I'm asking myself what is the best way to low pass a signal which only has a few hundred samples? Or is there a proper way at all?

It must not be a sound signal but I used Audacity to display the samples. And I applied their low pass effekt (2.img). Problem here, the signal was shiftet to the right. Is their any way to implent an low pass filter without shifting the samples? Thanks in advance. raw Signal

low passed

Now a bit more detailed.
First of all I start with a spectrogram(3.Img) where I try to follow one of those maxima. That gives me the blue line. But my algorithm is not perfect, thats why I dont get a very smooth blue line. And I need this blue line to be a smooth curve. Therefore I thought, let's pretend that this blue line is a sound signal and try to smooth it through lowpass filtering.
What do I mean with short:
In this example it is less than 200 samples but it depends on the soundfiles length.

What do I mean with low:
I need this blue line to be smooth. And since I thought it would be possible to pretend like it is a sound signal I could use lowpass filtering. But I cant tell u a discrete value and I cant say anything about samplerate, since it is no real sound signal.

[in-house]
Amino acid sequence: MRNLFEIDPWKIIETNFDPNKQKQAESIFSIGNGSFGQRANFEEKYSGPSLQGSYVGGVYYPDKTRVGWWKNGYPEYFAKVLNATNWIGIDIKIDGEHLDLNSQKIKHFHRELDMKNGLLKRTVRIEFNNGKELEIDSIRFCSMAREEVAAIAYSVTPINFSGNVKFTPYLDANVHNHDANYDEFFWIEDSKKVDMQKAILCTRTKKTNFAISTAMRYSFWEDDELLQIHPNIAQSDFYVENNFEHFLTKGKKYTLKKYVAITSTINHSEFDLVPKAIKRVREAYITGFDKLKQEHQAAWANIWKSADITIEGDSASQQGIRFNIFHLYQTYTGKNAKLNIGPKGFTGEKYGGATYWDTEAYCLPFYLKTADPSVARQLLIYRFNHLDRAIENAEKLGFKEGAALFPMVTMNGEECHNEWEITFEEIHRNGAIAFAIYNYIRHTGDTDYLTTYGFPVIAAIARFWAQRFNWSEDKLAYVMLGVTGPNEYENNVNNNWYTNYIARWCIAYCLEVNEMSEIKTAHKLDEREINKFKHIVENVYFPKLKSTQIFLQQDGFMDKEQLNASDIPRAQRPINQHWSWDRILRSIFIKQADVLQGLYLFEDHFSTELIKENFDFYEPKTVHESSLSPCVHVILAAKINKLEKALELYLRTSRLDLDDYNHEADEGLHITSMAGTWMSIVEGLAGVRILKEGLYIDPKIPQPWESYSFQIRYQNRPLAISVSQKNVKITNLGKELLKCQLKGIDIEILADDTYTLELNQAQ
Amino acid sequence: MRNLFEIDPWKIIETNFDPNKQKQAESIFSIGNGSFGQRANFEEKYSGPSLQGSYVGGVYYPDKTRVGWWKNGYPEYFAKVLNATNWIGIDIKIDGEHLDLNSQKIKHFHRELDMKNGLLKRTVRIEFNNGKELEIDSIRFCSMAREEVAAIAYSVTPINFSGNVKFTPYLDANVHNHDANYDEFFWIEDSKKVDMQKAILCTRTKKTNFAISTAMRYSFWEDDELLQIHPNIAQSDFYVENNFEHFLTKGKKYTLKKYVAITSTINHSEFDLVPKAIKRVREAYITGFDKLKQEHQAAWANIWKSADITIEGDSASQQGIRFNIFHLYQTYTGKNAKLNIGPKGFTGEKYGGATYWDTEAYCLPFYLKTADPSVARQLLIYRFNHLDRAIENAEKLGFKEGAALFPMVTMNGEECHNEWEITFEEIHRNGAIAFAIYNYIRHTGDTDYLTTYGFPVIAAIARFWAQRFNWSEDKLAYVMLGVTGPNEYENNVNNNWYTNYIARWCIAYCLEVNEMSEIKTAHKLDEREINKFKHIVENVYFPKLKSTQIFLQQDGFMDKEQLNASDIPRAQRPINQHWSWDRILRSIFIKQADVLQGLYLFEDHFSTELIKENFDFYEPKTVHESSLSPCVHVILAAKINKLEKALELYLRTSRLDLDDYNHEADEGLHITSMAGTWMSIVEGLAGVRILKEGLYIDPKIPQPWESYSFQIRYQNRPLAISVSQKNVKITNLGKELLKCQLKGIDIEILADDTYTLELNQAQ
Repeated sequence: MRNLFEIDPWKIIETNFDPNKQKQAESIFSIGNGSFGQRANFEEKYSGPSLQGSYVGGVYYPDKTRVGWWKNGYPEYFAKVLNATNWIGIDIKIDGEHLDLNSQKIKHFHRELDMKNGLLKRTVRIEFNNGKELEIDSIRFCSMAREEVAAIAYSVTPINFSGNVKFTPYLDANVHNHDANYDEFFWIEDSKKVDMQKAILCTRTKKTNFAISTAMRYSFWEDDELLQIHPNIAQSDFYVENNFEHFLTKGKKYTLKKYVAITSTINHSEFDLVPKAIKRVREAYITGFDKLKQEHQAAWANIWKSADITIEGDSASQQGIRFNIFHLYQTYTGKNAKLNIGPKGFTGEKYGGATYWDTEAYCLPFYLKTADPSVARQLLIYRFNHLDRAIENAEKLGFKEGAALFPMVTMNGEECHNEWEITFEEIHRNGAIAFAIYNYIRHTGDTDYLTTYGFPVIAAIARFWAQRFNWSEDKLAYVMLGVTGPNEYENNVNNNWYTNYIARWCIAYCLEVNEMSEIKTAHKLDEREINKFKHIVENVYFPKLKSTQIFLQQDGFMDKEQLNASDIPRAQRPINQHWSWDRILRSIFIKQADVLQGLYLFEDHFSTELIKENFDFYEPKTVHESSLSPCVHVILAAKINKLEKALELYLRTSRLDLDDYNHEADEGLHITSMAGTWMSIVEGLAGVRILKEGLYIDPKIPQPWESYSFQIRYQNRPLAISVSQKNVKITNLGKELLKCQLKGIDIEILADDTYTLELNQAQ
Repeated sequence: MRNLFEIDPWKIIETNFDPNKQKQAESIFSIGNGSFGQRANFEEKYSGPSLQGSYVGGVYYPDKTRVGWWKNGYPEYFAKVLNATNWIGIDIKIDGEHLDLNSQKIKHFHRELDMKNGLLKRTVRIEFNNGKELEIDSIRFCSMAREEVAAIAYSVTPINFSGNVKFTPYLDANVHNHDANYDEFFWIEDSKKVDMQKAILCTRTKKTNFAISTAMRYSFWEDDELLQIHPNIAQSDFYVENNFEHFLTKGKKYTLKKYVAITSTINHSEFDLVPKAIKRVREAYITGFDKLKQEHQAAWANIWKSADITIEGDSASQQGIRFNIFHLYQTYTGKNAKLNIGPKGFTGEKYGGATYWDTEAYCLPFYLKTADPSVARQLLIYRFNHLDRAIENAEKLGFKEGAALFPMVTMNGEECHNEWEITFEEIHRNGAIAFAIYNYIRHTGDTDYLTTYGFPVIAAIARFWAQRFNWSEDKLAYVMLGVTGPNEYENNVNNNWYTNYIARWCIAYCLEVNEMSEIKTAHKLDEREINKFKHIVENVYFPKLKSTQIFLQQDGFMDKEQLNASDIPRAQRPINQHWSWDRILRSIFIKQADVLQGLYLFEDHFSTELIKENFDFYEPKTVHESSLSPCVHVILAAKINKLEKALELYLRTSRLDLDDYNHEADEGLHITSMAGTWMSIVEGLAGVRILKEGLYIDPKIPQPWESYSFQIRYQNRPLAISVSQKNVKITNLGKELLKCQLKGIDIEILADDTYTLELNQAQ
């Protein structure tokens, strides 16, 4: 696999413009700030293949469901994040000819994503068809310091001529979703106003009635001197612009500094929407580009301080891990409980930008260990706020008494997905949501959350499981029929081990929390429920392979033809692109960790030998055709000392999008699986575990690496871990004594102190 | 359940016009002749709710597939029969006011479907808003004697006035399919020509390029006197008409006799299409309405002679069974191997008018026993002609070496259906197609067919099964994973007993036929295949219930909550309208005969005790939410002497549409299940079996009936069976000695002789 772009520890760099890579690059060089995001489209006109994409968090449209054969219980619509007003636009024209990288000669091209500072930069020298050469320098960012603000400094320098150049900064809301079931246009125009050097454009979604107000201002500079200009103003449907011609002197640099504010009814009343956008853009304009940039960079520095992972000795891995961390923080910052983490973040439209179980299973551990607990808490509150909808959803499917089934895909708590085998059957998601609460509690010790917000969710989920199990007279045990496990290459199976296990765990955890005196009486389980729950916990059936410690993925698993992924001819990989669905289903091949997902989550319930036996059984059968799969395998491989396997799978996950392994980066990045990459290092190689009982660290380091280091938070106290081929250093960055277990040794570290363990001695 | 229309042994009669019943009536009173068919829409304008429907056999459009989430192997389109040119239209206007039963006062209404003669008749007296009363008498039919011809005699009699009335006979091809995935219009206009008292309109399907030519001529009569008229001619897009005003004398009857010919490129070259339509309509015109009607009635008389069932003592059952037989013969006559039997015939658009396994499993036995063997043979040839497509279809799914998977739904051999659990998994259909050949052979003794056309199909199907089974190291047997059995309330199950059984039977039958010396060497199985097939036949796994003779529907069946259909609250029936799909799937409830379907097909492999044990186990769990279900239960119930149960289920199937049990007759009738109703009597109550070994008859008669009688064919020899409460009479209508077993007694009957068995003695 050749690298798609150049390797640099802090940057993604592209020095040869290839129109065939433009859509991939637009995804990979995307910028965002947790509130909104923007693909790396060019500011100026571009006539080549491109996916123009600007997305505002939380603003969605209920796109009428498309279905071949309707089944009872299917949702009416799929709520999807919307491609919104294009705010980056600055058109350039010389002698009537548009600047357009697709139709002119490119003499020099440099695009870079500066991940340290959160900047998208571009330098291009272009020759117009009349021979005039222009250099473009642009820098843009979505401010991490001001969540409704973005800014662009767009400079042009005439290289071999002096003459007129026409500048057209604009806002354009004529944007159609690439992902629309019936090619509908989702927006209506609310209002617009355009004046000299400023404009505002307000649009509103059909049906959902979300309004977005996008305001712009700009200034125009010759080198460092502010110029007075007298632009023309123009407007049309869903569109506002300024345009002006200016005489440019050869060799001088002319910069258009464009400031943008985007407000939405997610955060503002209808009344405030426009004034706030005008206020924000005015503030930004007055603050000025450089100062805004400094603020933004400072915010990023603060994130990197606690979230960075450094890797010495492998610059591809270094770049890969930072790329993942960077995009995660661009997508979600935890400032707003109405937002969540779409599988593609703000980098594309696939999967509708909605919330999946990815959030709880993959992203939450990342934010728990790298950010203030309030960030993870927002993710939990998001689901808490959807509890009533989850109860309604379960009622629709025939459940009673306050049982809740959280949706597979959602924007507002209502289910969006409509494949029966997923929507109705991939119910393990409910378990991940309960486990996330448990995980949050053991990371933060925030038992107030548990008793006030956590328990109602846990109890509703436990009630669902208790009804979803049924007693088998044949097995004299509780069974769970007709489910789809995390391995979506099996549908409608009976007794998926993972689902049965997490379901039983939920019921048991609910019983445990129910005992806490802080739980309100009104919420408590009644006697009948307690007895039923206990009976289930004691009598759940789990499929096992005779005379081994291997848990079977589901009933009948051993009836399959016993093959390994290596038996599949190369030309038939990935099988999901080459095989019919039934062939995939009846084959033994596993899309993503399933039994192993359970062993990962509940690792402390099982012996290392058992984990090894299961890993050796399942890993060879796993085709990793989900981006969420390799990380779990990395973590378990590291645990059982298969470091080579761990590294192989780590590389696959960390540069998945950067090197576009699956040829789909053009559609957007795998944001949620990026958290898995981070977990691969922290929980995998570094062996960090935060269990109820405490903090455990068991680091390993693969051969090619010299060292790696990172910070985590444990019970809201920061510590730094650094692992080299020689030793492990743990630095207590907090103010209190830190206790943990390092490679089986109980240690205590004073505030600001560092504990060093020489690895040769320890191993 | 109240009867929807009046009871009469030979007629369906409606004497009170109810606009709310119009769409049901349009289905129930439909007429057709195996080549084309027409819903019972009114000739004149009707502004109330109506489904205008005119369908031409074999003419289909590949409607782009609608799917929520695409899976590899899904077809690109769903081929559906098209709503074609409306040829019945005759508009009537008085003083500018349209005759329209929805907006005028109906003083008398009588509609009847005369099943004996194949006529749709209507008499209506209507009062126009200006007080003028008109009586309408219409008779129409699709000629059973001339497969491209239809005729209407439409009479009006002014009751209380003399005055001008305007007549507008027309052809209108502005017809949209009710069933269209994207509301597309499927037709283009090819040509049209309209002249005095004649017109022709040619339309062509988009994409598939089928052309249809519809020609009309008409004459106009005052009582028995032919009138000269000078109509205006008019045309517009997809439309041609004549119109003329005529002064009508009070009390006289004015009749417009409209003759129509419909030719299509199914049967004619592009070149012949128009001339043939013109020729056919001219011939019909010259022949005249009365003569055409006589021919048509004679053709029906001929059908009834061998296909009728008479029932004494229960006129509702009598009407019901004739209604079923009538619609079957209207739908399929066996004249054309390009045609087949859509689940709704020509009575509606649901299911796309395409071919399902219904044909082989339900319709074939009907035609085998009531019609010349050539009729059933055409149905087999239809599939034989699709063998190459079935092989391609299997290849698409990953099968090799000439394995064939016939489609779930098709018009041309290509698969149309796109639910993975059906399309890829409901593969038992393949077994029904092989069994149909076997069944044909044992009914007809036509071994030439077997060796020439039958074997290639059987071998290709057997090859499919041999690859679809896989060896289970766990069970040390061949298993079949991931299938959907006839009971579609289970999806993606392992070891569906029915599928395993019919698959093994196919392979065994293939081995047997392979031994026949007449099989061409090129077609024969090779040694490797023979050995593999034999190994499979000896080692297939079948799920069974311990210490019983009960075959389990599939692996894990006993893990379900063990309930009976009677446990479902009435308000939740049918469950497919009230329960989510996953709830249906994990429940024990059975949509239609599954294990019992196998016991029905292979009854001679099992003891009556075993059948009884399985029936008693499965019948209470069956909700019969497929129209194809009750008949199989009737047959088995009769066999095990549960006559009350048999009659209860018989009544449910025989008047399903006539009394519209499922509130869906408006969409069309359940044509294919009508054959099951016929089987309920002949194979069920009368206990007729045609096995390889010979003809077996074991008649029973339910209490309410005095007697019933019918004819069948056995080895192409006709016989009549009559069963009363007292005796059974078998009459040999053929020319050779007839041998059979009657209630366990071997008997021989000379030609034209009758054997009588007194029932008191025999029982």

I hope it is more clear now. And thanks for your answers so far. spectrogram

  • 1
    $\begingroup$ Any causal filtering has a delay as effect – but there's no need for your filtering to be causal if it's done "offline", i.e. on recorded data. So, just shift by the group delay of your filter (assuming that is constant). The question really is what "short" signal means to you (in samples) and what "low" in low pass signal means to you (in fraction of sampling rate). Without that, no assessment on what is possible or not can be done. $\endgroup$ – Marcus Müller Mar 2 '19 at 0:12
  • $\begingroup$ Agreeing with Marcus. $\endgroup$ – Digiproc Mar 2 '19 at 12:15
  • $\begingroup$ Thanks for your answers so far. I tried to explain the context a bit more. $\endgroup$ – cube Mar 2 '19 at 15:14

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